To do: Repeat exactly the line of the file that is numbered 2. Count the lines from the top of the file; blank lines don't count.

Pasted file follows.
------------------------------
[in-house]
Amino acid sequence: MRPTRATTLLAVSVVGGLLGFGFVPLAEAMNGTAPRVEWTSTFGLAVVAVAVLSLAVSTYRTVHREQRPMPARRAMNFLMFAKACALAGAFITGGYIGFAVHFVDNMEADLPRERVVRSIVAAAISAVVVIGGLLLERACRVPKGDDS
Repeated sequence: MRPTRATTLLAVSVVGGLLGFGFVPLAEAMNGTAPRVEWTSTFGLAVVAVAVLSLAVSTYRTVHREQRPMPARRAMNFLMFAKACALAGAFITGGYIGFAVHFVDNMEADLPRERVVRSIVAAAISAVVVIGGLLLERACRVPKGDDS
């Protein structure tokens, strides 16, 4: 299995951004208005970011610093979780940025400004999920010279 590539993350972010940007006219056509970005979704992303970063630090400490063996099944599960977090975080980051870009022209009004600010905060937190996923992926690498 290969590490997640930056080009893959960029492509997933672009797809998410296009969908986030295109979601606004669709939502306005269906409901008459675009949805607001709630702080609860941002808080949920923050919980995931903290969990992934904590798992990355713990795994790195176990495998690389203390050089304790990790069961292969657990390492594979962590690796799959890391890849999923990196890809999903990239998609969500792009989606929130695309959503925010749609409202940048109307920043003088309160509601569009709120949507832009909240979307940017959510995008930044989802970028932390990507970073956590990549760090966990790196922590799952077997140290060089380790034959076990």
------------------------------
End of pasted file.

Amino acid sequence: MRPTRATTLLAVSVVGGLLGFGFVPLAEAMNGTAPRVEWTSTFGLAVVAVAVLSLAVSTYRTVHREQRPMPARRAMNFLMFAKACALAGAFITGGYIGFAVHFVDNMEADLPRERVVRSIVAAAISAVVVIGGLLLERACRVPKGDDS